Shuman does miss a few points. He discusses the subsidies enjoyed by the automobile in our society, but he says little about the role free parking plays in this. The fact is that providing free parking costs the U.S. economy hundreds of billions of dollars every year. Much of this comes from well-meaning local regulations requiring businesses and residences to provide certain numbers of parking spaces. Since parking lots cost money to build and maintain, this amounts to subsidizing automobiles over other forms of transportation. Parking lots also use up precious land that could be better used for other things, and spread out communities so that it's difficult to walk anywhere. Free parking also increases housing costs enormously; it's one of the main reasons housing is so expensive in the U.S. For more on this, see Donald Shoup's book "The High Cost of Free Parking."
Shuman also doesn't say enough on the role of population relative to local resources. No amount of re-localization of the economy can bring prosperity if a region's human population is too high. For example, Shuman discusses the benefits of localization of the economy in producing a living wage for workers. This is true to a certain extent, but keep in mind that wages are fundamentally determined by the number of people looking for work. No community can provide a living wage for long if it accepts an infinite number of immigrants.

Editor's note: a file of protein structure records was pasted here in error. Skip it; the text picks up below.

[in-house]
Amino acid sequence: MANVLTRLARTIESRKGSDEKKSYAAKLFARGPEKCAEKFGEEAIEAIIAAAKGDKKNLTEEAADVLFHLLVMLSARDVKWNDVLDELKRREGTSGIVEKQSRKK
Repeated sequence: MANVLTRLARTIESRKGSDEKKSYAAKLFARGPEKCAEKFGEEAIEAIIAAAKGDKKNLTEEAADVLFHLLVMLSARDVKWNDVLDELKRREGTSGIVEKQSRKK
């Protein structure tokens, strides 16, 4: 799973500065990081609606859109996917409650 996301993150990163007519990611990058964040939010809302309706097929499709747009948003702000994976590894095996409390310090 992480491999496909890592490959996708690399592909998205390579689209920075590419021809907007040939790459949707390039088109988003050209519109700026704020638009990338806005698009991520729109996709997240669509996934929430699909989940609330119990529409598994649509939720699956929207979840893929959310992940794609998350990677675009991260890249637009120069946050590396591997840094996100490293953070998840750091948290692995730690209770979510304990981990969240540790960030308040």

I am more skeptical than Shuman on the possibility of long-term economic growth. Before taking what he says on this as gospel, I would suggest reading some contrary opinions, as in Bill McKibben's book "Deep Economy."
Overall, though, "The Small-Mart Revolution" is great. Don't miss it.
I think this is a great read for the business owner who is just beginning to delve into social, economic and environmental responsibility. The book seems to foster "an accomplishing things through others," mentality. And with that comes learning from others in business, especially those outside of one's own industry.